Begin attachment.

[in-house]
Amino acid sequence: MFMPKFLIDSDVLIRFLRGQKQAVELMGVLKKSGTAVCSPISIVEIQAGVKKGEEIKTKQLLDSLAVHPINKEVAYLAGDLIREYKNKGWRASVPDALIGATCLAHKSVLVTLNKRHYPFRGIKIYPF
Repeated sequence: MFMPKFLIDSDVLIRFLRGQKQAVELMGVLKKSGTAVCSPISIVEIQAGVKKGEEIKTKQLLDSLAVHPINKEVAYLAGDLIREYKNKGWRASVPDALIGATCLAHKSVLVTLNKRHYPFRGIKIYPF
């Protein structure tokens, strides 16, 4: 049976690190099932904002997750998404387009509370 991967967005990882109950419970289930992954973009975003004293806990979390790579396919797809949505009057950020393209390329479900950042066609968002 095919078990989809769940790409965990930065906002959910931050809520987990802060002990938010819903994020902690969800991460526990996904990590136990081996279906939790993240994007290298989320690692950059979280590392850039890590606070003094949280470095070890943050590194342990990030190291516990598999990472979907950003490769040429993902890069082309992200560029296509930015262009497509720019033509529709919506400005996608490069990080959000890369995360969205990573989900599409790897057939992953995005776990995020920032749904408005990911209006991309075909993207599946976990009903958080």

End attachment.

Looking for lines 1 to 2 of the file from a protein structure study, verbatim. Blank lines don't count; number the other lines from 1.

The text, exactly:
[in-house]
Amino acid sequence: MFMPKFLIDSDVLIRFLRGQKQAVELMGVLKKSGTAVCSPISIVEIQAGVKKGEEIKTKQLLDSLAVHPINKEVAYLAGDLIREYKNKGWRASVPDALIGATCLAHKSVLVTLNKRHYPFRGIKIYPF